Straightening out the paperclip, then grasping the middle of it with a leather glove, Cotton carefully reached in and ZAP! short circuited the breaker. As Al White hit the switch to extend the gear, and was rewarded with the sound of a working backup system, Cotton gratefully dropped into his seat. As several newspapers exclaimed the following day, a "39 cent paperclip saves $750 million aircraft!"


the maximum takeoff weight was more than half a million pounds

the pilot was 65 feet in front of the nose gear.

Sovietski-era Russian helicopter, the Mil V-12. Maximum payload of 88,000 lbs and takeoff weight of about 220,000 lbs.

smart way to advertise a delivery van

A 1935 Singer, used as a promotional vehicle for a bakery

The chain of pastry shops "VIENA CAPELLANES" founded in 1873 is going to restore and relaunch a peculiar delivery vehicle, bodied like the old autogyro invented by Juan de la Cierva.

This original vehicle is one of the three delivery vans that were manufactured in 1935, based on the chassis and engines of the English car Singer Popular 9 HP. 

The three vehicles were requisitioned during the Spanish Civil War, and at the end only one of them was returned, which was repaired and continued to provide delivery service until 1946. 

The bodywork of the vehicles was carried out completely by hand in the workshop of Pablo Díaz Fernández, in Madrid, builder of the original Juan de la Cierva prototypes

fantastic advertising method

a little bit different.... how neat is that brake paddle? Looks like a shoe horn

Thank you Jeff J for clanging my tip jar!

Friday, December 24, 2021

Twas the night before Christmas

Twas the night before Christmas and I was so bored,
There wasn’t a trace of a Chevy or a Ford.

The presents were wrapped and the lights were all lit,
So I figured I’d mess with my Dart for a bit.

I popped the release and I lifted the hood,
When a deep voice behind me said “looks pretty good.”

Well, as you can imagine, I turned mighty quick,
And there, by the workbench, stood good ol’ Saint Nick!

We stood there a bit, not too sure what to say,
Then he said, “don’t suppose that you’d trade for my sleigh?

I said “no way, Santa” and started to grin,
“But if you’ve got the time we could go for a spin!”

His round little mouth, all tied up like a bow,
Turned into a smile and he said “Hey! Let’s go!!”

So as not to disturb all the neighbors in The Retreat ,
We pushed the GTS quietly into the street,

Then, taking our places to roll down the hill,
I turned on the key and I let the clutch spill.

The sound that erupted took him by surprise,
But he liked it a lot, by the look in his eyes.

With Hoosiers a’ crying and side pipes aglow,
We headed to Summit, where the hot rodders go.

And Santa’s grin widened, approaching his ears,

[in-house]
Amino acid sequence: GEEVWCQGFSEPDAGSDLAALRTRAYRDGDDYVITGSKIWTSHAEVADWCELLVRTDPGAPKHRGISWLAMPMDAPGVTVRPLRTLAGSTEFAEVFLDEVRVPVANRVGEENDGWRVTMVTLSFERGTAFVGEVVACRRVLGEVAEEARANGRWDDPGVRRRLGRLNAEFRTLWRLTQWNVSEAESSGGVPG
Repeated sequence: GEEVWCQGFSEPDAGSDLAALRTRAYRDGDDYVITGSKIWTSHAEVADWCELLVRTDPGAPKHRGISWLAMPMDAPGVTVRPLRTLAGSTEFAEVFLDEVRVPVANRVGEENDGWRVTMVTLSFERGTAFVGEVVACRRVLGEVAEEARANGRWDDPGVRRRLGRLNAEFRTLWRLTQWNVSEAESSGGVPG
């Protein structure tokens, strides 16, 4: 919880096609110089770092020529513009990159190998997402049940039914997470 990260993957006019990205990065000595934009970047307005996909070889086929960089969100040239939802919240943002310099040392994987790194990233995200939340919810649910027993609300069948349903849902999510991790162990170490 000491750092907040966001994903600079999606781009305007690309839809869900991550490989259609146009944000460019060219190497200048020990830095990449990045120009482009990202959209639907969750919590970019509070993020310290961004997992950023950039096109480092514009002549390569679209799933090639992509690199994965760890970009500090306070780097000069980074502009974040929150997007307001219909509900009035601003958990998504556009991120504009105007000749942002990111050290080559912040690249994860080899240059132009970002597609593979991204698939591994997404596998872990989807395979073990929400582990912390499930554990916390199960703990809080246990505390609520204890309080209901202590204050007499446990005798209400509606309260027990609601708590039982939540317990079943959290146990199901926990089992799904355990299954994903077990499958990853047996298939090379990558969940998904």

With every up shift, as I went through the gears.

Then he yelled “can’t recall when I’ve felt so alive!”
So I backed off the gas and said “you wanna drive?”

Ol’ Santa was stunned when I gave him the keys,
When he walked past the headlights he shook at the knees!

Then the 440 exploded with that great exhaust sound!
Santa let out the clutch and the tires shook the ground!

Power shift into second, again into third!
I sat there just watching, at loss for a word,

Then I heard him exclaim as we blasted into fourth and out of sight,
“Merry Christmas to all………..what a great night!!!”

love it, kids having fun, thrilled to have their hands on the accelerator and gas in the tank

finally, time to post the Christmas photos I've been collecting all year, and I hope you have a fun Christmas!


lastly, compliments to the guy that made this incredible display of lawnmowers!

car photography of William Eggleston


The American photographer William Eggleston (born 1939) emerged in the early 1960s as a pioneer of modern color photography.

Eggleston went on numerous road trips between 1965 and 1974 with actor-director-photographer Dennis Hopper. They explored New Orleans, New Mexico, Las Vegas, Los Angeles, and beyond.

Seeing the country from a car window, filling up in some unfamiliar gas station, eating at the local diner, drinking at the local bar, taking in the local color, causing some trouble, and recording the landmarks and landscapes became the formula for a new type of Homeric epic set on America’s highways and back roads

75 of his photos were exhibited at the Ney York Museum of  Modern Art, in Feb - May 2018

Eggleston’s 1976 exhibition Color Photographs, held at the Museum of Modern Art, New York, was considered a pivotal moment in the development of color photography as a contemporary art form and widely credited with increasing recognition of the medium.

and I'm using the links to separate the car photos from these other cool photos

a documentary analysis of his photography:

a see a slight logistical error, and a really strong hitch